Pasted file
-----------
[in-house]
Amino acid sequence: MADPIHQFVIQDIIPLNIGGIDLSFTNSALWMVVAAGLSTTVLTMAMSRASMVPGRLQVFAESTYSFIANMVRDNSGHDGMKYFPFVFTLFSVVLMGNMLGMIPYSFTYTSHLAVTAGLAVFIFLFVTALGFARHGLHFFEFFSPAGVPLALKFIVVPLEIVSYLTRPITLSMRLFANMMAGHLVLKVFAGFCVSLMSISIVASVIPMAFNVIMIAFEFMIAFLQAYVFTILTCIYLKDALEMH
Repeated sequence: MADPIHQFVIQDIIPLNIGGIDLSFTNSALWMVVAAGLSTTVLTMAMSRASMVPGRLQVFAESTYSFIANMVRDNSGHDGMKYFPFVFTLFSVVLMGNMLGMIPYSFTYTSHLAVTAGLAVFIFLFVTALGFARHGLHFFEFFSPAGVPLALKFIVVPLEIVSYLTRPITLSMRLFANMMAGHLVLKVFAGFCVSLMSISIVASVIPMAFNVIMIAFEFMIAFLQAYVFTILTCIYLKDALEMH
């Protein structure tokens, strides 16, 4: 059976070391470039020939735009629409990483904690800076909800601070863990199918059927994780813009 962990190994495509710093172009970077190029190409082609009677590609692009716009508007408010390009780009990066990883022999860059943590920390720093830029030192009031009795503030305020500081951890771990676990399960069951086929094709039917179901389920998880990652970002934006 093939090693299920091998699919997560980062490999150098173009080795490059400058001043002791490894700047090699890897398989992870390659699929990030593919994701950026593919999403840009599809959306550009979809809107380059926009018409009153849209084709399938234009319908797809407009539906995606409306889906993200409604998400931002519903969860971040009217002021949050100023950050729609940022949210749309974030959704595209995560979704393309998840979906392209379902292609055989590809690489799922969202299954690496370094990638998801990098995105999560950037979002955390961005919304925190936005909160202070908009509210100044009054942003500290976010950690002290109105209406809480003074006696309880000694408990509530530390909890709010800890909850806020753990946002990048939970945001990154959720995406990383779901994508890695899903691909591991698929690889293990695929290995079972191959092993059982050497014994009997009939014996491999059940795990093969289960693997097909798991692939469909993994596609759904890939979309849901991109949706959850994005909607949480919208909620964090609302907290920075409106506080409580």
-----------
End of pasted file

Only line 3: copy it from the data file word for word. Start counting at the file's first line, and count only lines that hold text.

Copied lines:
Repeated sequence: MADPIHQFVIQDIIPLNIGGIDLSFTNSALWMVVAAGLSTTVLTMAMSRASMVPGRLQVFAESTYSFIANMVRDNSGHDGMKYFPFVFTLFSVVLMGNMLGMIPYSFTYTSHLAVTAGLAVFIFLFVTALGFARHGLHFFEFFSPAGVPLALKFIVVPLEIVSYLTRPITLSMRLFANMMAGHLVLKVFAGFCVSLMSISIVASVIPMAFNVIMIAFEFMIAFLQAYVFTILTCIYLKDALEMH